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Atmospheric Measurement Techniques An interactive open-access journal of the European Geosciences Union

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https://doi.org/10.5194/amt-2017-220
© Author(s) 2017. This work is distributed under
the Creative Commons Attribution 4.0 License.
Research article
07 Aug 2017
Review status
This discussion paper is a preprint. It is a manuscript under review for the journal Atmospheric Measurement Techniques (AMT).
Diode laser based gas analyzer for the simultaneous measurement of CO2 and HF in volcanic plumes
Antonio Chiarugi1,2, Silvia Viciani2, Francesco D'Amato2, and Mike Burton3 1INGV, Pisa, Italy
2CNR – National Institute of Optics, Firenze, Italy
3University of Manchester, School of Earth and Environmental Science, Manchester, UK
Abstract. A portable analyzer, for simultaneous detection of CO2 and HF emitted by volcanoes and fumaroles, is described. The system is based on two fiber coupled Distributed FeedBack lasers and only one multipass cell, and provides the absolute concentration values of the 2 gases, without requiring a calibration procedure, at a maximum rate of 4 Hz. The spectrometer can operate both in a closed-cell configuration and in an open-cell setup, to remove all the problems connected with the chemisorption of the HF molecule. The concept, the practical realization and the laboratory performances of the device will be described. Moreover the results obtained during a first test campaign at the crater of Vulcano volcano will be reported, to demonstrate the in-field performances of the spectrometer.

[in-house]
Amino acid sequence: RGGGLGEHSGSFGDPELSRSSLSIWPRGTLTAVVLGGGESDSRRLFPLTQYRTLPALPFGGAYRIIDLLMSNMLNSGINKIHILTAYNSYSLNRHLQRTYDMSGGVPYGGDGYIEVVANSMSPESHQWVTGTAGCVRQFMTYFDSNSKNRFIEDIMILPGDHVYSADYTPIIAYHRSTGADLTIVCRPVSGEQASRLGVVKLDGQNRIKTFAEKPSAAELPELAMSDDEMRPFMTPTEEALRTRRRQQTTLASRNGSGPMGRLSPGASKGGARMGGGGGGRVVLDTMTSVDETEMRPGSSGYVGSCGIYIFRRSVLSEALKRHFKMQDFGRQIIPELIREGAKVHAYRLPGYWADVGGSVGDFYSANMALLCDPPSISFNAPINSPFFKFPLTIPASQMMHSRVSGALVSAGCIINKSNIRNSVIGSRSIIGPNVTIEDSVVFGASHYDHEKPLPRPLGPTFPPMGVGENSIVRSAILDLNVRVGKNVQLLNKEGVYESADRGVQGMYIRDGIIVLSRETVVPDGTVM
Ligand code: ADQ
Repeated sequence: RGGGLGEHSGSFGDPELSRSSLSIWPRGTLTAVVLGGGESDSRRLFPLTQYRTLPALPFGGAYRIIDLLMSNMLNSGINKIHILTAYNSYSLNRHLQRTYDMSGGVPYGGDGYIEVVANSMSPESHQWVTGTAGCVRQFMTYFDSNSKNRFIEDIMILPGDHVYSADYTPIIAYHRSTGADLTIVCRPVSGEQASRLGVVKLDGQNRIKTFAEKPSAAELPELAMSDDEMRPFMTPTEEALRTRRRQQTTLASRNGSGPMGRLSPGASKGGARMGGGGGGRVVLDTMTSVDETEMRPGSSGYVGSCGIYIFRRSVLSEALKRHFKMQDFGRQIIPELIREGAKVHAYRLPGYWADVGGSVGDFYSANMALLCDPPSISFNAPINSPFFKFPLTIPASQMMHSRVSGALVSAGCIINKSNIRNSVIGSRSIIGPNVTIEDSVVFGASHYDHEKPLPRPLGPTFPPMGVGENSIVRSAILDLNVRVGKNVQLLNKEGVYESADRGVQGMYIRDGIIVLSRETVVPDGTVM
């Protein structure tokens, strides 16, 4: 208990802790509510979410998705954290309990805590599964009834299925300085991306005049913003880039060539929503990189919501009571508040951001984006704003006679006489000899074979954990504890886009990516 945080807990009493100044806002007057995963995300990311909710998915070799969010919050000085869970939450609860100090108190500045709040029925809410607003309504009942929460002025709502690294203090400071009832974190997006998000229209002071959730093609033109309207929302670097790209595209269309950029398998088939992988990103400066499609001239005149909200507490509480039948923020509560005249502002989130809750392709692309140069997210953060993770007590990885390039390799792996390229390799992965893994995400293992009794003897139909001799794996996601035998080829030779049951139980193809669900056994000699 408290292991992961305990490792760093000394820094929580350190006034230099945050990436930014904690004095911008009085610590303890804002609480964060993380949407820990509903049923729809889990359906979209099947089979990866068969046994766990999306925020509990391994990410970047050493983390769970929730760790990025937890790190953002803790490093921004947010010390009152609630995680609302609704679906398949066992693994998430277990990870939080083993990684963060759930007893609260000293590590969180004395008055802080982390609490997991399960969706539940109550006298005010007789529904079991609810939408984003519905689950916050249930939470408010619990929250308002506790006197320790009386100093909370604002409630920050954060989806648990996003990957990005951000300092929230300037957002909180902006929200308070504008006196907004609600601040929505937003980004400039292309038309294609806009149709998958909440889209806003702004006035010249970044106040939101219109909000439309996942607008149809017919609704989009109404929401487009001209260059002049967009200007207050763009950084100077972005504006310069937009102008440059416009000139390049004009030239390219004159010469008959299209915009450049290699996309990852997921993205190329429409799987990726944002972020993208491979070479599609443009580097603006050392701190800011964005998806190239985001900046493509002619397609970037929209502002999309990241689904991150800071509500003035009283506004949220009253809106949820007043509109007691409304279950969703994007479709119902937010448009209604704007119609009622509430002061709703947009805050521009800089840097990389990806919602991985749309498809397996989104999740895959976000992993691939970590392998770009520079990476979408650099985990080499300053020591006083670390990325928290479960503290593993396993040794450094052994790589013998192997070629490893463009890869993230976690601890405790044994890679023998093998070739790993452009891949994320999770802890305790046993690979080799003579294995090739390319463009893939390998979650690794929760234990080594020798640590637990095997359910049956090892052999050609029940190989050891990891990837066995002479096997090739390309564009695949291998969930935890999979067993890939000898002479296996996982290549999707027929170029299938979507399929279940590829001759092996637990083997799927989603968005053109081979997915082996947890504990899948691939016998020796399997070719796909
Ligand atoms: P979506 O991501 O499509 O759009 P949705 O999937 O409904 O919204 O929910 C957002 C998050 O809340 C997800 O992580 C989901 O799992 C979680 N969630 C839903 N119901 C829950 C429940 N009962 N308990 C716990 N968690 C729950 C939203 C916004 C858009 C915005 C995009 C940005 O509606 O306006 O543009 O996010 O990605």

Citation: Chiarugi, A., Viciani, S., D'Amato, F., and Burton, M.: Diode laser based gas analyzer for the simultaneous measurement of CO2 and HF in volcanic plumes, Atmos. Meas. Tech. Discuss., https://doi.org/10.5194/amt-2017-220, in review, 2017.
Antonio Chiarugi et al.
Antonio Chiarugi et al.
Antonio Chiarugi et al.

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Short summary
Assessing the emissions of volcans has a three-fold importance: providing input for climate evolution models (CO2 is one of the major constituents of emissions), quantifying pollutant emissions (HCl, HF and SO2 are released in hundreds of tons/day), and monitoring the status of the magmatic chambers. For these purposes we realized gas analyzers, based on spectroscopic techniques, which must be sensitive, light, resistent to the emitted gases. This paper reports on the measurement of CO2 and HF.
Assessing the emissions of volcans has a three-fold importance: providing input for climate...
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